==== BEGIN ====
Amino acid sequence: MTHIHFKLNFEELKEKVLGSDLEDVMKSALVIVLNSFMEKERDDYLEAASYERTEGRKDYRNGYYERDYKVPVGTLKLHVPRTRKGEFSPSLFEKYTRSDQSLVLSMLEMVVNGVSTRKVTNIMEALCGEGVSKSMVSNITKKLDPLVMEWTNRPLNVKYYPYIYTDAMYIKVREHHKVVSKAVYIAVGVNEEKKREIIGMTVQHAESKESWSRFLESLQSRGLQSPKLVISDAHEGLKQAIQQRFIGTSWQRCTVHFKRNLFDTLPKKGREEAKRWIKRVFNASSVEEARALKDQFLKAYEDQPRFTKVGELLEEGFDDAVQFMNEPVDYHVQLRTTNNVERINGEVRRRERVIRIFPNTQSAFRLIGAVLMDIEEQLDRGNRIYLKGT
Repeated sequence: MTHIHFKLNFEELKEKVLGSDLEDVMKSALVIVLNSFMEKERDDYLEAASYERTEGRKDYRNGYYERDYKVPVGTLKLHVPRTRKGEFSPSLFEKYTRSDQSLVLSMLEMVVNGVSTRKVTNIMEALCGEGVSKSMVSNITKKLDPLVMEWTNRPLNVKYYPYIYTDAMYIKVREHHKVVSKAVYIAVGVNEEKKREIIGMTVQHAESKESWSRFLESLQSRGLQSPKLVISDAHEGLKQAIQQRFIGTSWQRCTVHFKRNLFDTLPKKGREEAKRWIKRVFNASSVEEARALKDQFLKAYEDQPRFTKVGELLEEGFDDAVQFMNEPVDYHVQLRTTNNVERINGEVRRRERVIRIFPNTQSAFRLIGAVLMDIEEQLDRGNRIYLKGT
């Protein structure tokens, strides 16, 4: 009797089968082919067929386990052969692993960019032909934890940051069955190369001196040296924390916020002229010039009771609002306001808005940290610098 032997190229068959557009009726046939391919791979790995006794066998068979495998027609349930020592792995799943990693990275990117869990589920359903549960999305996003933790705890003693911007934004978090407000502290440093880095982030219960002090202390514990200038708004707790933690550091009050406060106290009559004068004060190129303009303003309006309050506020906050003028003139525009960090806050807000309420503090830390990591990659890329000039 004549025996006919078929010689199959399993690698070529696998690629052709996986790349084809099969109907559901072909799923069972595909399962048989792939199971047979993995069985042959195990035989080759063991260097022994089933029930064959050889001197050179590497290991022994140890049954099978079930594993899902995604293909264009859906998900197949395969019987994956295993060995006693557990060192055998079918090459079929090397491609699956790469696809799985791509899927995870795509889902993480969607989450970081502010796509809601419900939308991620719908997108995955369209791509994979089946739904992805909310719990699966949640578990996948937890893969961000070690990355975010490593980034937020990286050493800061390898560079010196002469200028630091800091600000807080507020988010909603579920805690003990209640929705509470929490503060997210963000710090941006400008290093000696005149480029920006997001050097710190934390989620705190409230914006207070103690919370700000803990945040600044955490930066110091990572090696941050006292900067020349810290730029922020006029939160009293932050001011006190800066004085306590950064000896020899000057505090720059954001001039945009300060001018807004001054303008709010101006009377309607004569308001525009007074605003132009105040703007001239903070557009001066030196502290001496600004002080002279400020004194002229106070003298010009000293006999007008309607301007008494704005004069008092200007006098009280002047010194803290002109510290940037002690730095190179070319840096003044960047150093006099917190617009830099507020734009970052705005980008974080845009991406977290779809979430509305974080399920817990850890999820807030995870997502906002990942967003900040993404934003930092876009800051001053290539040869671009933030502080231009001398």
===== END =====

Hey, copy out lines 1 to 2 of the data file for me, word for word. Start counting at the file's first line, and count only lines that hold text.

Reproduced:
Amino acid sequence: MTHIHFKLNFEELKEKVLGSDLEDVMKSALVIVLNSFMEKERDDYLEAASYERTEGRKDYRNGYYERDYKVPVGTLKLHVPRTRKGEFSPSLFEKYTRSDQSLVLSMLEMVVNGVSTRKVTNIMEALCGEGVSKSMVSNITKKLDPLVMEWTNRPLNVKYYPYIYTDAMYIKVREHHKVVSKAVYIAVGVNEEKKREIIGMTVQHAESKESWSRFLESLQSRGLQSPKLVISDAHEGLKQAIQQRFIGTSWQRCTVHFKRNLFDTLPKKGREEAKRWIKRVFNASSVEEARALKDQFLKAYEDQPRFTKVGELLEEGFDDAVQFMNEPVDYHVQLRTTNNVERINGEVRRRERVIRIFPNTQSAFRLIGAVLMDIEEQLDRGNRIYLKGT
Repeated sequence: MTHIHFKLNFEELKEKVLGSDLEDVMKSALVIVLNSFMEKERDDYLEAASYERTEGRKDYRNGYYERDYKVPVGTLKLHVPRTRKGEFSPSLFEKYTRSDQSLVLSMLEMVVNGVSTRKVTNIMEALCGEGVSKSMVSNITKKLDPLVMEWTNRPLNVKYYPYIYTDAMYIKVREHHKVVSKAVYIAVGVNEEKKREIIGMTVQHAESKESWSRFLESLQSRGLQSPKLVISDAHEGLKQAIQQRFIGTSWQRCTVHFKRNLFDTLPKKGREEAKRWIKRVFNASSVEEARALKDQFLKAYEDQPRFTKVGELLEEGFDDAVQFMNEPVDYHVQLRTTNNVERINGEVRRRERVIRIFPNTQSAFRLIGAVLMDIEEQLDRGNRIYLKGT